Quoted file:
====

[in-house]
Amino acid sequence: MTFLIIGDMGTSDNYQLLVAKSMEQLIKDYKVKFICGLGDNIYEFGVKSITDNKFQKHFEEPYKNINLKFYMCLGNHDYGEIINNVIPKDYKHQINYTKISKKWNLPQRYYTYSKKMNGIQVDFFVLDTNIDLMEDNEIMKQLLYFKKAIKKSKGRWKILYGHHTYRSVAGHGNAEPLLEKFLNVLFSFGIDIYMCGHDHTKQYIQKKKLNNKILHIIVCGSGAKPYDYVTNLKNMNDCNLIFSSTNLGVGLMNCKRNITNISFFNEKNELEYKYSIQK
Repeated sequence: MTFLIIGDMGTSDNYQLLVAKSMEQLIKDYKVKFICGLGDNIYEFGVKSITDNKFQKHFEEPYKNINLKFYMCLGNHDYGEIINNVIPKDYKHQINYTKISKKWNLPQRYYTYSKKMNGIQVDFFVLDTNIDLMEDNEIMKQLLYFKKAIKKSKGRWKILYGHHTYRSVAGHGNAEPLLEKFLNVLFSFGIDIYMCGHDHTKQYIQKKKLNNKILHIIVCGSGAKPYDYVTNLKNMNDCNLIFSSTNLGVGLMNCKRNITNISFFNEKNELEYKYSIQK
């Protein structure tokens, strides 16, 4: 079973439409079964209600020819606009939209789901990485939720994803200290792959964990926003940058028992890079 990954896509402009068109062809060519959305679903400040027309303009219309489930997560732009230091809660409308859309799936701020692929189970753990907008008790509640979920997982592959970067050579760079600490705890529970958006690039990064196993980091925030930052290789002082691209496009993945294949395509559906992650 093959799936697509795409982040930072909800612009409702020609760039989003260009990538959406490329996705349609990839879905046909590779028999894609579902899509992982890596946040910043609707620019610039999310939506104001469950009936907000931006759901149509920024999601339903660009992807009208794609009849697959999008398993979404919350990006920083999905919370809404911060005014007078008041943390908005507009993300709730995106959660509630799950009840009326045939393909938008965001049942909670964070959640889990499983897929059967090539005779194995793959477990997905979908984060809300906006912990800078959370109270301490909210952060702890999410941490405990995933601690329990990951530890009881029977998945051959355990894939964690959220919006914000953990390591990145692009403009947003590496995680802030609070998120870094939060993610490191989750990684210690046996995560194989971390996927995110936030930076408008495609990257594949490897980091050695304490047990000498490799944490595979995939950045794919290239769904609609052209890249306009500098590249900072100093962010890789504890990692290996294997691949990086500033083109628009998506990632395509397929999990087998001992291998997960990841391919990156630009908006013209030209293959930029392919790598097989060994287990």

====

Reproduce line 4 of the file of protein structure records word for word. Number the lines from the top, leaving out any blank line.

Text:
């Protein structure tokens, strides 16, 4: 079973439409079964209600020819606009939209789901990485939720994803200290792959964990926003940058028992890079 990954896509402009068109062809060519959305679903400040027309303009219309489930997560732009230091809660409308859309799936701020692929189970753990907008008790509640979920997982592959970067050579760079600490705890529970958006690039990064196993980091925030930052290789002082691209496009993945294949395509559906992650 093959799936697509795409982040930072909800612009409702020609760039989003260009990538959406490329996705349609990839879905046909590779028999894609579902899509992982890596946040910043609707620019610039999310939506104001469950009936907000931006759901149509920024999601339903660009992807009208794609009849697959999008398993979404919350990006920083999905919370809404911060005014007078008041943390908005507009993300709730995106959660509630799950009840009326045939393909938008965001049942909670964070959640889990499983897929059967090539005779194995793959477990997905979908984060809300906006912990800078959370109270301490909210952060702890999410941490405990995933601690329990990951530890009881029977998945051959355990894939964690959220919006914000953990390591990145692009403009947003590496995680802030609070998120870094939060993610490191989750990684210690046996995560194989971390996927995110936030930076408008495609990257594949490897980091050695304490047990000498490799944490595979995939950045794919290239769904609609052209890249306009500098590249900072100093962010890789504890990692290996294997691949990086500033083109628009998506990632395509397929999990087998001992291998997960990841391919990156630009908006013209030209293959930029392919790598097989060994287990």